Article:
By Charles Passy
The former House speaker's comments have drawn stern reactions from both sides of the political aisle
Former U.S. House Speaker Newt Gingrich has seemingly opened up a Congressional can of worms, and deepened a rift within his own party.
Speaking with Fox News' Maria Bartiromo on Sunday, Gingrich, a prominent Republican and ally of former President Donald Trump, warned that members of the House commission looking into the Jan. 6, 2021, U.S. Capitol riot could face jail time depending on the outcome of the 2022 midterm elections.
"I think when you have a Republican Congress, this is all going to come crashing down," Gingrich said. He added that "the wolves are going to find out that they're now sheep and they're the ones who are in fact, I think, [facing] a real risk of jail for the kinds of laws they're breaking."
The comments prompted many stern reactions from both sides of the political aisle and remained a trending topic on Twitter (TWTR) well into Monday.
Perhaps the most noteworthy response came from Rep. Liz Cheney of Wyoming, a key Republican who has been a frequent Trump critic and is serving on the Jan. 6 commission.
Pointing to Gingrich's threat of jail time, Cheney tweeted: "This is what it looks like when the rule of law unravels."
But others were quick to make similar remarks.
Rep. Elaine Luria of Virginia, a Democrat who is serving on the Jan. 6 commission, told CNN: "It's really unconscionable that ... the politicization has sunk to this level that a former speaker of the House could be threatening current members of Congress for carrying out their duty and performing under the law...I mean, that's just not something that happens in the United States."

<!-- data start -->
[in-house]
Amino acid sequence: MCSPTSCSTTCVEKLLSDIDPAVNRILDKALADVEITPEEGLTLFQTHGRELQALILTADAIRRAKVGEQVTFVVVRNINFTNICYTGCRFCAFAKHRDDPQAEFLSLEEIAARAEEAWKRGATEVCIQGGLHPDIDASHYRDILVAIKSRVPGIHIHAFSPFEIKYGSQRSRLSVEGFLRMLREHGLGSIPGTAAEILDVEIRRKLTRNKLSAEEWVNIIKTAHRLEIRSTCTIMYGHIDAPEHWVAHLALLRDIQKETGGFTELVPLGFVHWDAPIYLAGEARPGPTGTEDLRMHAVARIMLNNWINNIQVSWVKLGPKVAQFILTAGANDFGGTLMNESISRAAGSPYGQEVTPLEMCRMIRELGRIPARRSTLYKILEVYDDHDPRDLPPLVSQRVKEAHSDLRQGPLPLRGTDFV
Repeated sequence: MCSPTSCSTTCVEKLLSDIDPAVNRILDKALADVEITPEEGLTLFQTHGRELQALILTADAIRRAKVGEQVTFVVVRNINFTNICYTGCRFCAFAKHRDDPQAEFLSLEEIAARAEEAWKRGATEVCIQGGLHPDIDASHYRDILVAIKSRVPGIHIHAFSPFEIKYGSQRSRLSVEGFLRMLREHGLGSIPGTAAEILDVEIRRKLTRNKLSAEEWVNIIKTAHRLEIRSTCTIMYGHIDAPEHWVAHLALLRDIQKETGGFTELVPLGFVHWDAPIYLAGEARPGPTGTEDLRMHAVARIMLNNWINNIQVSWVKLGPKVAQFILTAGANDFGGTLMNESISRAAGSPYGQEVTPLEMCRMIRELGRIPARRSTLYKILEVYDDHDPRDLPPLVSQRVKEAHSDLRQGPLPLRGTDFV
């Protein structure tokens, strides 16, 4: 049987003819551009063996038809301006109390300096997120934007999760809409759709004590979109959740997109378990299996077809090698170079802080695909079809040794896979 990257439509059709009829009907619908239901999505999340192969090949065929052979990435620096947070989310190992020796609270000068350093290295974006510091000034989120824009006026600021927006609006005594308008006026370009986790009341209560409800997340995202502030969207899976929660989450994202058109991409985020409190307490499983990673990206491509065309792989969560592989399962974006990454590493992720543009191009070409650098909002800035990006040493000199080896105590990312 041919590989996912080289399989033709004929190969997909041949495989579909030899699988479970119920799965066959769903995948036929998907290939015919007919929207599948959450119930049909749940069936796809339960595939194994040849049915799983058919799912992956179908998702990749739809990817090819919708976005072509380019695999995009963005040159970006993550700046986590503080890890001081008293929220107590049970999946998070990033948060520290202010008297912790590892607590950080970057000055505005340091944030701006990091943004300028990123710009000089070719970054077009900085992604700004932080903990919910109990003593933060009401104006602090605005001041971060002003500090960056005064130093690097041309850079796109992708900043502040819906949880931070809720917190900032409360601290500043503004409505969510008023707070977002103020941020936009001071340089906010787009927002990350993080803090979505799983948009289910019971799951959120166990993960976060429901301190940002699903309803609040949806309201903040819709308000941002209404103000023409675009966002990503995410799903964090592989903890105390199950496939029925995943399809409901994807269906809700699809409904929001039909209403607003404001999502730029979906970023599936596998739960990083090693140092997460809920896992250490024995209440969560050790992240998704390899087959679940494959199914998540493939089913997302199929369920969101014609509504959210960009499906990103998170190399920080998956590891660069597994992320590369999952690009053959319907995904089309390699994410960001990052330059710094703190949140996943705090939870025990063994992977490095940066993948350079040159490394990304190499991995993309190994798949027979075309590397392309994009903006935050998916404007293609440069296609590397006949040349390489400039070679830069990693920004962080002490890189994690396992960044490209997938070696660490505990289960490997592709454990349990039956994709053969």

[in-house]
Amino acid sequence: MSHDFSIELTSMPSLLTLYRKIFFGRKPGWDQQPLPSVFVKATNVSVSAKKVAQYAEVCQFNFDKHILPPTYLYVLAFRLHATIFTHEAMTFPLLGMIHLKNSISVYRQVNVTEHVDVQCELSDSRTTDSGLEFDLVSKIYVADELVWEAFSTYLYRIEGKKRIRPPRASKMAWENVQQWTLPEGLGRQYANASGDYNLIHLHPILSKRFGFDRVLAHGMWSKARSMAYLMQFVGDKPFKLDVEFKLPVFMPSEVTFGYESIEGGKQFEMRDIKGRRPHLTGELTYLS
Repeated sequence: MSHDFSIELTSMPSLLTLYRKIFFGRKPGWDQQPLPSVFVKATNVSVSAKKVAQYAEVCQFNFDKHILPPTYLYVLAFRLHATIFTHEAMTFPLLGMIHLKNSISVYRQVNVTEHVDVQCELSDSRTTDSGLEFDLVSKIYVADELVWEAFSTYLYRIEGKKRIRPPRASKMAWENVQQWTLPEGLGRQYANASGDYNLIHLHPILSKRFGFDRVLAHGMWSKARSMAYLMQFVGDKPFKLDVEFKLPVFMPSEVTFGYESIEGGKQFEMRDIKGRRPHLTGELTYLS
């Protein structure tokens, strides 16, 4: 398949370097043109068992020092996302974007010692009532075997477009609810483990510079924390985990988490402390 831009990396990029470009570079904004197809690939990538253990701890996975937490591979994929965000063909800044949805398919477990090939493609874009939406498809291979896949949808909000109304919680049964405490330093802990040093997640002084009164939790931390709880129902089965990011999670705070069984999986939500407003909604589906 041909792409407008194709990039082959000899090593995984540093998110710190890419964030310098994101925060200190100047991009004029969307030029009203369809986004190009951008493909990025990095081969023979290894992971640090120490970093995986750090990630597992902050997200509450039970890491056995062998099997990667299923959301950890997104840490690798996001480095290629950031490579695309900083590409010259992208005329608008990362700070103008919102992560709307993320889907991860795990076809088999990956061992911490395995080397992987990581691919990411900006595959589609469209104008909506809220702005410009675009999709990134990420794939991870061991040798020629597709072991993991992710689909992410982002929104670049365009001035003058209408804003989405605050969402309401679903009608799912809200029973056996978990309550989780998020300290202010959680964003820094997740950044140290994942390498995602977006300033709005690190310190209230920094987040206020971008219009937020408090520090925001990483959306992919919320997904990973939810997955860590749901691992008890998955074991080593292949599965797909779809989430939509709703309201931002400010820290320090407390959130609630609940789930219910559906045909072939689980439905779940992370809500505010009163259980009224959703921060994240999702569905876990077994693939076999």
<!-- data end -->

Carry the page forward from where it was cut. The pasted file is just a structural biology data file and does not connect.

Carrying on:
Still, at least one Republican voiced support for Gingrich's remarks.
John Gibbs, a Trump-endorsed candidate for a Michigan Congressional seat, tweeted that Gingrich "is correct," and said that if he's elected he would "make sure those who abused their office to target political opponents via the (Jan. 6) committee, are held accountable."
New York Times investigative reporter Mike McIntire put Gingrich's comments into a broader context, noting that the former House speaker "is prone to dramatic comments about arresting people."
Indeed, Gingrich did suggest that Madonna should be jailed following her remarks at the 2017 Women's March on Washington. At the event, which drew thousands of anti-Trump protestors to the nation's capital, the singer said: "Yes I am outraged. Yes I have thought an awful lot about blowing up the White House, but I know that this won't change anything. We cannot fall into despair."
In a later Instagram post, Madonna clarified her comments, saying, "I am not a violent person...I spoke in metaphor."
(END) Dow Jones Newswires
January 24, 2022 14:00 ET (19:00 GMT)
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